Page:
Empire of the Soul:|
Some Journeys in India
by Paul W. Roberts,
Post Your Opinion
|The Art of Pilgrimage
by Allan Casey
NOT HALFWAY THROUGH Paul William Roberts's modestly subtitled, though enormously ambitious book, I felt I already knew what my pronouncements upon its merits were going to be. I would congratulate him on capturing the tumultuous humanity and colour of India, the crushing poverty of so many of its people, and the crushing discomfort of its public transit network. I was already willing to salute his thorough scholarship on a religious history that dwarfs that of the West, and celebrate his uncanny ability to recreate the inflection of so many of India's 800-odd languages in his dialogues. But in the end, I expected to thank him for not trying to summarize the subcontinent.
Ultimately, this endlessly absorbing book comes as close as you are likely to find to a portrait of the most kinetic "developing" nation on earth. The author might well deny he'd aimed so irreverently high, but he's hit a lofty mark indeed. Much has been written about the early postcolonial, post-Gandhi era. But it's really the current generation -the first truly independent generation -- that is the subject of Empire of the Soul.
If National Geographic set out to capture the essence of this emerging industrial power and cradle of spirituality, they'd want to interview people from the lowest of Untouchables to the most elevated of Brahmins. They'd want to impart some sense of the country's incredibly diverse geography and even more diverse assortment of religious personalities, from biggies like Mother Teresa and the Bhagwan Rajneesh to the more obscure seers, from the bottom of the holy mountain to the top. They would include princes and prostitutes, sadhus and junkies. Roberts covers all these bases and more, and not with the bloodless linearity of a Geographic survey crew, either. Roberts combines the basic humanity and penchant for dry crosscultural humour of the English travel writer Eric Newby with a journalistic thoroughness and spiritual seriousness that offers real, and often moving, glimpses into a country that is as advanced spiritually and culturally as it is backward economically.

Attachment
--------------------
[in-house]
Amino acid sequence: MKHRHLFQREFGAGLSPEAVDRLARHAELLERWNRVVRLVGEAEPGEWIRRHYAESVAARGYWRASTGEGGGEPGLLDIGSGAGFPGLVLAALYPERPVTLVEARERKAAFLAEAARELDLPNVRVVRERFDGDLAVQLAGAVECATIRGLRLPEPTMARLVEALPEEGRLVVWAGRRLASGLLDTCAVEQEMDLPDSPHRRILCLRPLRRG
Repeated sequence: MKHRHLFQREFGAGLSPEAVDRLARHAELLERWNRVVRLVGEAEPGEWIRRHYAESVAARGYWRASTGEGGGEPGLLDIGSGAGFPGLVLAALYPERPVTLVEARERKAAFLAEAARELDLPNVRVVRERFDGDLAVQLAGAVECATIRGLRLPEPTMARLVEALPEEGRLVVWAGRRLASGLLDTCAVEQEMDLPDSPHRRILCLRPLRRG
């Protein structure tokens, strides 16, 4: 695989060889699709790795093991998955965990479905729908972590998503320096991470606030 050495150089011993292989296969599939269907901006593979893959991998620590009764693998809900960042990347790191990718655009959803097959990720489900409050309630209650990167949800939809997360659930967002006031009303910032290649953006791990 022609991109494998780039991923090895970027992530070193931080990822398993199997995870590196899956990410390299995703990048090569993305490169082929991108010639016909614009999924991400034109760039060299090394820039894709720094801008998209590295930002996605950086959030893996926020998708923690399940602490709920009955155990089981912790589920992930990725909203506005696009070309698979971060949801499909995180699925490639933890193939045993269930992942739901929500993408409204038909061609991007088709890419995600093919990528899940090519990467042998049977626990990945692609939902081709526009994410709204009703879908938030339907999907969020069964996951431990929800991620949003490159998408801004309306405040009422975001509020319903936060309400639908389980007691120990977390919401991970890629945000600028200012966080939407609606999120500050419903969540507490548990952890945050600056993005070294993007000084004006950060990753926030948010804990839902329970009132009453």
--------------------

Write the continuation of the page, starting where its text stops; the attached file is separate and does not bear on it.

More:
All of which gives a somewhat misleading impression of Empire of the Soul. Despite its success as pure sociology, the book derives its thematic unity -- and we in the West do so crave unity -from the author's 20 years of spiritual soul-searching in India. Unfortunately, though more accurate, such a summary won't do much to recommend a fine book: as Roberts himself takes pains to point out, Westerners seeking enlightenment in the East are something of a cosmic joke. Elliptical and threnodic, Empire of the Soul follows the sometimes hard-to-track, interwoven footprints of a hard-nosed journalist and a soulful pilgrim. Both are Roberts, a rationalist half-ashamed at himself for choosing to be a pilgrim, half-angry that in our cultural milieu the art of pilgrimage is a lost one.
For those with ears to hear, the spiritual gifts he receives along his journey are reward enough. But even for those with no taste for miracle and mystery, Empire of the Soul easily justifies its cover price as sociology, lay theology, and travelogue. Paul Roberts's unflinchingly brave cross-examination of India's elite and the humanist rapport he establishes with the country's average citizens makes for a penetrating portrait of this often shadowy soul empire.